Allow me to explain:
I actually see corruption a little differently from most people. Not only do I think that most of ultra-rich are in a sense “environmentally corrupt” (unless they give a sizeable amount of their wealth to environmental causes, which sadly, not a lot of them seem to do). For me when I use the term corrupt, I mean it in environmental terms, not in financial terms. A bit like how the QLD government has been accused of being “morally bankrupt” w.r.t the Adani coal mine. I’d hope they are not financially bankrupt.
But I also think that that the general population is in a sense ‘complicit’ because most of us pay taxes. Which is another way of saying: “yes, we 100% agree with what you are doing and we will even give you a large proportion of our money to you to help you to continue to do what you do”. This is why I think Aboriginal people are basically passively objecting and have always done so, because they don’t agree with the central way that government ‘works’. I am not even a part-Aborigine, but I think the majority of Westerners have a very flawed mentality of ‘sustainability’ and ‘development’ (and especially “sustainable development”). The whole point now is that we are trying to be more sustainable. That’s why it’s supposed to be an eco lodge and not some other type of lodge. But we never really ask the experts in sustainability for their advice. Right?
I have only been living in Bundeena for a few years. I also do not like the horrid construction around the Aboriginal rock engravings over at Jibbon Point for example. Why couldn’t they just leave it alone? Low key? No. They had to build all around it. It looks like scaffolding. It’s just that ugly. They had to use helicopters to help build it. Helicopters are not the most efficient transport vehicles ever devised, are they? They put some kitsch statues there made of metal with horrid stencil-like animal shapes cut out of them (well ok, they have probably been there a while). But were those works commissioned by Aboriginal artists? Not likely. My point is, all that concrete and steel had to be mined from somewhere else. I think many people in general see this kind of development as ‘progress’ — but I think we are going backwards.
Do you know what the saddest part for me is? That one of the most truly sustainable races on the planet Earth, the ingenenous Aborigines, have some of the highest rates of suicide on the planet Earth! In the case of Australian Aborigines, for one age group, 5x above average. I think we need to ask them for their help and stat. The highest suicide rate on planet Earth is not the Japanese or the Finnish or other Northern Europeans, it is for the Inuit peoples… 190/100,000 per year. That is quite alarming and indicative of our predicament.
Do you know what my shrink tells me when I tell her all this stuff? [Yes I see a shrink, no secret there, it’s the ones that don’t you have to worry about LOL] She says: “Who’s to say we’ll be here in another 500 or 1000 years?”. And I’m like: “Well that’s my point. Do we actually *want* to still be around or not? I mean, if the ancient Egyptians said things like that, we’d have been fuckéd several millenenia ago. Time has a way of catching up with us.”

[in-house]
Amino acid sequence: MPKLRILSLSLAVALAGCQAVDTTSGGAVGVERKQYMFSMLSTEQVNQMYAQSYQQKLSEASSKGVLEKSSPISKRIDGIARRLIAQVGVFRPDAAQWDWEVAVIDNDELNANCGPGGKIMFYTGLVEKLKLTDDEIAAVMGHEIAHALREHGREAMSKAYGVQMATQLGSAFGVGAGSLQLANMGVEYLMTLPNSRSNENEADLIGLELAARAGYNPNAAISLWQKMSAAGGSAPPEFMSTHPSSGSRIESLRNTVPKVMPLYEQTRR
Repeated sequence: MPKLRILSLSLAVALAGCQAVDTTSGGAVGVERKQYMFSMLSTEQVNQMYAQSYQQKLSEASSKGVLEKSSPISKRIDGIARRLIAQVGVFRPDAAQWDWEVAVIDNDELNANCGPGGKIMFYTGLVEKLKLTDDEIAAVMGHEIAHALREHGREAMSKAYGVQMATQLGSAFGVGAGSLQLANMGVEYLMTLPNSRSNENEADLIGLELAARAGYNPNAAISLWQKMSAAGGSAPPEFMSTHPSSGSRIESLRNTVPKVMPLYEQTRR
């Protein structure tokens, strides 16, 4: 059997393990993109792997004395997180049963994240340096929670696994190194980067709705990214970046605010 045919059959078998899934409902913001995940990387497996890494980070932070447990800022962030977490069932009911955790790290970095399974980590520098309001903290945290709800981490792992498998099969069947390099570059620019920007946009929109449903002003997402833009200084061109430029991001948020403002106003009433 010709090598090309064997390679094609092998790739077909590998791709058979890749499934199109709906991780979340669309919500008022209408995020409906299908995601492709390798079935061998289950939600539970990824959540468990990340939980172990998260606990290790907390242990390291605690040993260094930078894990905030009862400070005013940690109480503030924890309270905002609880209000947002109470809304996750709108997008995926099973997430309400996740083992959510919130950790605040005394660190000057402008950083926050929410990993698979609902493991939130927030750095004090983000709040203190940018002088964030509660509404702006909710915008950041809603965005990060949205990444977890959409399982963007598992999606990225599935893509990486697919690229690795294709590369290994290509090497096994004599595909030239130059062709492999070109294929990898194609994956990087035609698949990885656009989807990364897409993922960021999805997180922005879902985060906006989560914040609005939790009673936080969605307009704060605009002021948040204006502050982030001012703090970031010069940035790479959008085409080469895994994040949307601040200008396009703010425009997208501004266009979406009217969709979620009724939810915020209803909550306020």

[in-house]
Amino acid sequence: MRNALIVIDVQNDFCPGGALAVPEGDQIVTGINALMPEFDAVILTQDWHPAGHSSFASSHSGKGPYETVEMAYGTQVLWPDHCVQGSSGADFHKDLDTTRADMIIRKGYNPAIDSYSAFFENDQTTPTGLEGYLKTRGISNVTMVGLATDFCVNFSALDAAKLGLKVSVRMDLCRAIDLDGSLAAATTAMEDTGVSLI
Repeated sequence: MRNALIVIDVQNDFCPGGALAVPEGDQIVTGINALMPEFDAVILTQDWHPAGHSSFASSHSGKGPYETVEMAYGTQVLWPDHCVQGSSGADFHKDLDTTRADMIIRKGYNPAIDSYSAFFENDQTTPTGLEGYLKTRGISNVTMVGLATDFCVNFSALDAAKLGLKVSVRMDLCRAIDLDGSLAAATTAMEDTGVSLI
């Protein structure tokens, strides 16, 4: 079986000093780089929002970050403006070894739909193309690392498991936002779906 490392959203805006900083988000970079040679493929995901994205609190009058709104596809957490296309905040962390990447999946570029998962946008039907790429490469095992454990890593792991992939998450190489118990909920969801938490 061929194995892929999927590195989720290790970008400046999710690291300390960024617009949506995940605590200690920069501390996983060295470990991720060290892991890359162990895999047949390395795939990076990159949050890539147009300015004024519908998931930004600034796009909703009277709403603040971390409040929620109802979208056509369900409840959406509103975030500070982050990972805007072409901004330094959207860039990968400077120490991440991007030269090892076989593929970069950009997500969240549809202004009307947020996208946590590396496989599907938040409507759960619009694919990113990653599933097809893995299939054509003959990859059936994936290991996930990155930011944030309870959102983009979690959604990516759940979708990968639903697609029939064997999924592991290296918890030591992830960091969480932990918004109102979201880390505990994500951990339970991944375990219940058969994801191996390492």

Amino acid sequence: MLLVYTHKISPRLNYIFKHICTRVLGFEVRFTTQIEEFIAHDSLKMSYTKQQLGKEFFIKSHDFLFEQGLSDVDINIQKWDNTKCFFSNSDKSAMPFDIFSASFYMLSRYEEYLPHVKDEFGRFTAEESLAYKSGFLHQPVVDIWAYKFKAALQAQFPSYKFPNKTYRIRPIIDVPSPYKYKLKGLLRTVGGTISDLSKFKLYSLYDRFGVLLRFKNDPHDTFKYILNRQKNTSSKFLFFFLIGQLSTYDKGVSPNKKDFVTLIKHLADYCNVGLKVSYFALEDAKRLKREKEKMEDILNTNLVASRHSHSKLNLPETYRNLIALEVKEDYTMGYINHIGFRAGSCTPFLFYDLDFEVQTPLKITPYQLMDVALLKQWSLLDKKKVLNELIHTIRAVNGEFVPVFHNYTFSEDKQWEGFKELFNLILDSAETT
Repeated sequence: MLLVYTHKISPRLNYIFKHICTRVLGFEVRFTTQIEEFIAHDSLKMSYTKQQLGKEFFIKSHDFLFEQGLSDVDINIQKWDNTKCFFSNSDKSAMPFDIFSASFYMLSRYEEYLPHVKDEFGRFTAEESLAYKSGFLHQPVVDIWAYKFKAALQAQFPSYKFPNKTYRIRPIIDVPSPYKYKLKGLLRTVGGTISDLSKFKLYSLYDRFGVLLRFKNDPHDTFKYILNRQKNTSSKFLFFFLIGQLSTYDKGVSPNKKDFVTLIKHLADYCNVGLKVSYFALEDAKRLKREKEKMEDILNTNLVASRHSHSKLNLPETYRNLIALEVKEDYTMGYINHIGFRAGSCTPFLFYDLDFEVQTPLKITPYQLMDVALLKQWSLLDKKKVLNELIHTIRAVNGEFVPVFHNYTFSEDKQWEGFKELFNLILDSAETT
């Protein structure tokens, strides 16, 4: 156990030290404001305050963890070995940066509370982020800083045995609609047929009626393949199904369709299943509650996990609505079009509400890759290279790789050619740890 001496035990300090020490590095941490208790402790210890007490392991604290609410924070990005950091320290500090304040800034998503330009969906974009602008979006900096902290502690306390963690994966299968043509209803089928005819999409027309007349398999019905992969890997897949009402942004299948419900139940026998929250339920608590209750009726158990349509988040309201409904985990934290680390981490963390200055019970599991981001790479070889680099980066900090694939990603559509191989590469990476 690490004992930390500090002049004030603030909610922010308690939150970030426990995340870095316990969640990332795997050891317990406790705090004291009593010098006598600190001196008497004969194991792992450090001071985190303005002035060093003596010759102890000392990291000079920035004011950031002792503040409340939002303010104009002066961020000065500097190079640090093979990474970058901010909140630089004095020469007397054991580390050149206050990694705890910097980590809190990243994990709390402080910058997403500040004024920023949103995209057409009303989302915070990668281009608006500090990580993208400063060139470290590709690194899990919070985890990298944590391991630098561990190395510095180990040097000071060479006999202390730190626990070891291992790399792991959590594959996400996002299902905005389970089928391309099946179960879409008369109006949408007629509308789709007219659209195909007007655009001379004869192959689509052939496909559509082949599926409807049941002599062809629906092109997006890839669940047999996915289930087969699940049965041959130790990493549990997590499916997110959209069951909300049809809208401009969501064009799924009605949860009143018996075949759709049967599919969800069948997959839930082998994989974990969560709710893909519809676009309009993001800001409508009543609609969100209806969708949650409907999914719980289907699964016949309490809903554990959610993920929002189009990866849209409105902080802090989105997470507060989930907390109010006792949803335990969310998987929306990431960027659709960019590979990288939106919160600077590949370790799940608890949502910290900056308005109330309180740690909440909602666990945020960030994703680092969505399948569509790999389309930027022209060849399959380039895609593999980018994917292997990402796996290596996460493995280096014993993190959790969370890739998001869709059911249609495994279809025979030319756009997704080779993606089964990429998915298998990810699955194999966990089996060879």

I do see money as a form of corruption, yes. Why? Well here’s why. I have even heard first hand (about a decade ago) that ecologists are told to “tone down their report writing”. I suppose if they were really 100% truthful about things, nobody would hire them because not as many constructions would be approved…
For instance, one ecologist who was hired to report on this local Spring Gully construction at that the edge of the Royal National Park states:
“It is possible that, with appropriate management, the biodiversity of the existing vegetation could be increased – indeed this should be the aim of developing and maintaining a low-impact camping area.”
Well ok. But also says in the same report:
“the conservation value of the vegetation on the site has been reduced by fragmentation, as a result of residential development to the north and clearing for the night-soil dump to the south; and reduction in biodiversity as a result of past land use and bushfires.”
I.e. admits that reduction in biodiversity was caused by previous human interferance, yet now advises that it would be beneficial to put more humans there (rather than none). So now more ‘weeds’ will encroach even further into the RNP… Now imagine if the author *always* added this clause to every single ecological report: “we recommend that the area be left to regenerate for another 20+ years at which point biodiversity will be on par with surrounding regions” Would they be as likely to be hired for future work? I don’t think so.
Quite frankly I think we all know that the current political system “sucks” (if only in terms of the environment). I suppose it could always be worse though. They do acknowledge some things but then with other things like coal mining and whatnot it’s merely lip service.
So to sum up, I think if you’re working for some chemical company, or construction company, or engineering company, and you’re being paid a massive salary, then yes I see that as a form of corruption.